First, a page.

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"in last year" vs. "last year"



 
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"in last year" vs. "last year" #1 (permalink) Sat May 06, 2006 15:14 pm   "in last year" vs. "last year"
 

English Language Tests, Intermediate level

ESL/EFL Test #203 "Prepositions of Time and Date (1)", question 5

......... last year, the weather was really bad. This year, the forecast is better.

(a) In
(b) (none)
(c) About

English Language Tests, Intermediate level

ESL/EFL Test #203 "Prepositions of Time and Date (1)", answer 5

Last year, the weather was really bad. This year, the forecast is better.

Correct answer: (b) (none)

Your answer was: incorrect
In last year, the weather was really bad. This year, the forecast is better.
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Dear Sir

why not "in last year" here?

thanks a lot in advance

Christina's son
Christina328
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"in last year" vs. "last year" #2 (permalink) Sat May 06, 2006 15:24 pm   "in last year" vs. "last year"
 

Such adverbs of time as"last night","last year","last month"and etc.are used without any preposition.
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Last year etc #3 (permalink) Sat May 06, 2006 23:29 pm   Last year etc
 

Hi Christina's son,
I agree with Pamela that words such as "next, this or last" - when used with "time" - indicate that no preposition is necessary.
So, when you see something like "this month, last year, next week," you don't need a preposition before it.
However, Pamela, I don't think that words such as 'this, last and next' are adverbs of time but rather adjectives because "year' is a noun and not a verb. :)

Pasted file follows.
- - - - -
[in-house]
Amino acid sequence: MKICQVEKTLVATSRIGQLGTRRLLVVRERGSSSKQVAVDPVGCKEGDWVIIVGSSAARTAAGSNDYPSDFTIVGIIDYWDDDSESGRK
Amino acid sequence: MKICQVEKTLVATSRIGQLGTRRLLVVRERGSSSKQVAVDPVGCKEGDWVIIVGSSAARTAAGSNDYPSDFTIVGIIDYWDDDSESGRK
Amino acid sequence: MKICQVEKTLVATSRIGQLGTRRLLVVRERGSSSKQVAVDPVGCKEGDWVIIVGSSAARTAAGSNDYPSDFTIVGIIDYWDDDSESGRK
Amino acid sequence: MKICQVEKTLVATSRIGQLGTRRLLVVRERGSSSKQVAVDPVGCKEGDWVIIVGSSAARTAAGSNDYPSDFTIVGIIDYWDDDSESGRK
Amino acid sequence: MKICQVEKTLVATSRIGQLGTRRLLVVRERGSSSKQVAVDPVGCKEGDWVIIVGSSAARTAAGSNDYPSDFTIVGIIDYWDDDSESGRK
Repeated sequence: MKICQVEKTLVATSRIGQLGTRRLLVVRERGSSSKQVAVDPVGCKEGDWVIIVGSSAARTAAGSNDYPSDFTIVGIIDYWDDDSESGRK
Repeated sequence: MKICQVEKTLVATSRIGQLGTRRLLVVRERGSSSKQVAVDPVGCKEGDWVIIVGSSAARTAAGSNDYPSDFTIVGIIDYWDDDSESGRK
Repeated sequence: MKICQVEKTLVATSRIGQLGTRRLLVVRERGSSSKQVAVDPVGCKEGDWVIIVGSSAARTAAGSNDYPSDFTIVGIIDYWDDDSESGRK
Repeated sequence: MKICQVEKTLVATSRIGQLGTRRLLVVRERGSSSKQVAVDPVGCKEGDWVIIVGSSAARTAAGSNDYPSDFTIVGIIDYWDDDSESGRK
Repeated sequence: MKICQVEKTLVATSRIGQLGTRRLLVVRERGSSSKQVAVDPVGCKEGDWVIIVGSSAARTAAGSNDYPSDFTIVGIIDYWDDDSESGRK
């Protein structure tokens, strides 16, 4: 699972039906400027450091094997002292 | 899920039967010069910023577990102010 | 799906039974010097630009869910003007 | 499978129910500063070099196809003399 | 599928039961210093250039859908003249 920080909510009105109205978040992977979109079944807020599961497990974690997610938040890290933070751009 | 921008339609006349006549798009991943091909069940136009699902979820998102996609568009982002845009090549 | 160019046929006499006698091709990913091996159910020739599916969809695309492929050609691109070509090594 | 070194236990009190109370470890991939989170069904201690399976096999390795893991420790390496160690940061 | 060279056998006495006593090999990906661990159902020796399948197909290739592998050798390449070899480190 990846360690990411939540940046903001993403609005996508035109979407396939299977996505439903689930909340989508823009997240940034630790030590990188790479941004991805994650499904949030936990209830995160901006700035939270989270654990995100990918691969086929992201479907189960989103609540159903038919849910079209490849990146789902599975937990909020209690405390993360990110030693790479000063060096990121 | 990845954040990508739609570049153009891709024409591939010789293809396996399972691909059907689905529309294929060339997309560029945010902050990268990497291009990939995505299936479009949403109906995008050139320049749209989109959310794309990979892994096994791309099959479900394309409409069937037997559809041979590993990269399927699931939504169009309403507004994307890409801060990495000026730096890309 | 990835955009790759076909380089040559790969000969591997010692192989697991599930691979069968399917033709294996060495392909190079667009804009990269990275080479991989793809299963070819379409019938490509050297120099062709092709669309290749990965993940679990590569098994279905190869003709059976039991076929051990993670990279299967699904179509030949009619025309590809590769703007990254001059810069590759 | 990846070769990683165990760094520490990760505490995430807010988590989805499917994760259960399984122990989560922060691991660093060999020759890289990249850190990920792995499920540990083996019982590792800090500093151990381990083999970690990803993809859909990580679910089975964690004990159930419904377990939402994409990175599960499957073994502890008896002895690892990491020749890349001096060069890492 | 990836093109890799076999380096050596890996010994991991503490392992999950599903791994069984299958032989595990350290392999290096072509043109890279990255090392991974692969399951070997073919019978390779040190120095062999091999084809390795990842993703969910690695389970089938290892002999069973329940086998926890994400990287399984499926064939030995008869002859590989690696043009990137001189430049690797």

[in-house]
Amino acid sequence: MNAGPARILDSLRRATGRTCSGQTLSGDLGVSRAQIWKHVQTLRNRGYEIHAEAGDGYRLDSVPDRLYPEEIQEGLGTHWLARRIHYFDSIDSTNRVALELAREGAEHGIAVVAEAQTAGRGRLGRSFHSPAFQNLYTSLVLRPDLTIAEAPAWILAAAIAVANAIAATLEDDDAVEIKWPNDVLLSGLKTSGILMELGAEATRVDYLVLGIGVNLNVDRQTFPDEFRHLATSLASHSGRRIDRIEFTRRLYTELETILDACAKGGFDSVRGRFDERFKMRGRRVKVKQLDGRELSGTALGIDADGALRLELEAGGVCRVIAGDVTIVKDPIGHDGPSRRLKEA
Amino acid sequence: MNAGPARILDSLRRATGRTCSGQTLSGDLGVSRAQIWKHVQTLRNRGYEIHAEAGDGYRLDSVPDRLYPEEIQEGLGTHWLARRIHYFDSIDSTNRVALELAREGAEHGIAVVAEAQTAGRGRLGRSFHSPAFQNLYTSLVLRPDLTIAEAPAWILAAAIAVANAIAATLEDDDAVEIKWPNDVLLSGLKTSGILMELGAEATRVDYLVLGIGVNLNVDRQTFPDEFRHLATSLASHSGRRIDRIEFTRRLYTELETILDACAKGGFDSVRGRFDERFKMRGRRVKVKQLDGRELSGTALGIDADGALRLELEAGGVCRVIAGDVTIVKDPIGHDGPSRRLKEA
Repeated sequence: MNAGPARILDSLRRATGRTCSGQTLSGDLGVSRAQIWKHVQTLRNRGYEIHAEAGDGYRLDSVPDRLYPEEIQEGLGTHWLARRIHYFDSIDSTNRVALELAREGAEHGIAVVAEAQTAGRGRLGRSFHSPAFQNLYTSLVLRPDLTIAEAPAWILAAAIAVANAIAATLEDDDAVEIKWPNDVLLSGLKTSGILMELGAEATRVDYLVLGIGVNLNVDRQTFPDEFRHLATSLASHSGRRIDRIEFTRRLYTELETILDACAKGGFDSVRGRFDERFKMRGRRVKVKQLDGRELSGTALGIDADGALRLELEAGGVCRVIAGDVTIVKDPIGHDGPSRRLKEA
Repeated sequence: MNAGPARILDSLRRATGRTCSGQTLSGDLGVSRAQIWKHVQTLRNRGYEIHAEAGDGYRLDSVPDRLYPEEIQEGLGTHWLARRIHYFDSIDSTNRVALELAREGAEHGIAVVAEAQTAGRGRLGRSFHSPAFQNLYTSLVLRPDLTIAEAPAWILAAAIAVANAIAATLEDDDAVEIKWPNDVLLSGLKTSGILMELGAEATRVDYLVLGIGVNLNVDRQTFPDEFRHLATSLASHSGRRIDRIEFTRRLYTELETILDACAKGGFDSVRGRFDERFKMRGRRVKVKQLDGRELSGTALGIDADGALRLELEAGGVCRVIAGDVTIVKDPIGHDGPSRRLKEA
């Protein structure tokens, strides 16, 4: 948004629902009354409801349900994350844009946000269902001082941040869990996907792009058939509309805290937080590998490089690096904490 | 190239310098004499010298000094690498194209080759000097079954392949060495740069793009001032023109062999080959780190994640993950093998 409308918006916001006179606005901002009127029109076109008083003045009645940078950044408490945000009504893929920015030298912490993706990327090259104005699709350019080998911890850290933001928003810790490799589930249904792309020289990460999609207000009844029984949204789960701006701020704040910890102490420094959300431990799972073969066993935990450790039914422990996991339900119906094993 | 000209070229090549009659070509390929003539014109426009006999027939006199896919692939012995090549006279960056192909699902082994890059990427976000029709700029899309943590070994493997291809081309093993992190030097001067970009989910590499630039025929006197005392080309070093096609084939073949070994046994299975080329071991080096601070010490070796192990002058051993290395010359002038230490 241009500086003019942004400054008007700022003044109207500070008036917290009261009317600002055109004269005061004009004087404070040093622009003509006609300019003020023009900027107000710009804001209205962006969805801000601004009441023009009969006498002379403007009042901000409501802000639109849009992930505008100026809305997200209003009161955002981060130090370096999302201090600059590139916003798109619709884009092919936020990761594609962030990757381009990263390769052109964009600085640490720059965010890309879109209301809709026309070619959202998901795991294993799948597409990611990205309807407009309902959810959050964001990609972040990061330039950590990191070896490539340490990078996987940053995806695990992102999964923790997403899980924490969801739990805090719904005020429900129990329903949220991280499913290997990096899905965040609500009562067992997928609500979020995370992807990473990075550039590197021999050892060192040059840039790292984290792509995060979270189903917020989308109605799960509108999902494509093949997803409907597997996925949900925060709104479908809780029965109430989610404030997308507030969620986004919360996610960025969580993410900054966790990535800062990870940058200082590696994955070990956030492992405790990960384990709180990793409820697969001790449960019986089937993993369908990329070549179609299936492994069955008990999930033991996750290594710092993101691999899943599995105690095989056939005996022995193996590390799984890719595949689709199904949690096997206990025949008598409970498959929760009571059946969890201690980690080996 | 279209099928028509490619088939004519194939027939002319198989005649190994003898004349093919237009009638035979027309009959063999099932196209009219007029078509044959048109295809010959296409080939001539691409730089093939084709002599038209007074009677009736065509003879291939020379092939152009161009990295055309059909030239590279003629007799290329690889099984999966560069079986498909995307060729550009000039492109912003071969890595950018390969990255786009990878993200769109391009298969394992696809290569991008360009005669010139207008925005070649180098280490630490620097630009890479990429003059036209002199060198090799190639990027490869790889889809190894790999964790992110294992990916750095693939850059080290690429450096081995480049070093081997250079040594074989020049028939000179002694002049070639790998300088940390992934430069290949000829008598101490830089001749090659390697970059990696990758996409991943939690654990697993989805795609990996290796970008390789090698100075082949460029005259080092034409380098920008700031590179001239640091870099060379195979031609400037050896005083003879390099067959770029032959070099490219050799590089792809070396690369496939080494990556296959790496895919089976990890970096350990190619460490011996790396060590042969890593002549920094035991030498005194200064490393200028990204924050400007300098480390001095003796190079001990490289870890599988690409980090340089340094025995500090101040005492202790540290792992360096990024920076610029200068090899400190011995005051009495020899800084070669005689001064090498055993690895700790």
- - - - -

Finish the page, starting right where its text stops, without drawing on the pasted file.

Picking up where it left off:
I hope that helps.
Linda
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Last year etc #4 (permalink) Sun May 07, 2006 12:06 pm   Last year etc
 

Quote:
However, Pamela, I don't think that words such as 'this, last and next' are adverbs of time but rather adjectives because "year' is a noun and not a verb. :)
I hope that helps.
Linda

Linda,when analyising a sentence according to the parts of sentence "last month", "last year" (etc.)stand for adverbial modifiers of time and according to parts of speech,they're adverbs.These adverbs are considered as a single idea while analysing.
Anyway I'd like to know Amy's opinion!
Pamela
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"in last year" vs. "last year" #5 (permalink) Sun May 07, 2006 12:22 pm   "in last year" vs. "last year"
 

Hi Pamela,

I'd agree with you that "time phrases" such as 'last year', 'next month', etc. would be considered adverbial.

Amy
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"in last year" vs. "last year" #6 (permalink) Sun May 07, 2006 12:42 pm   "in last year" vs. "last year"
 

Thanks a lot,Amy !
Pamela
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Joined: 14 Mar 2006
Posts: 1269
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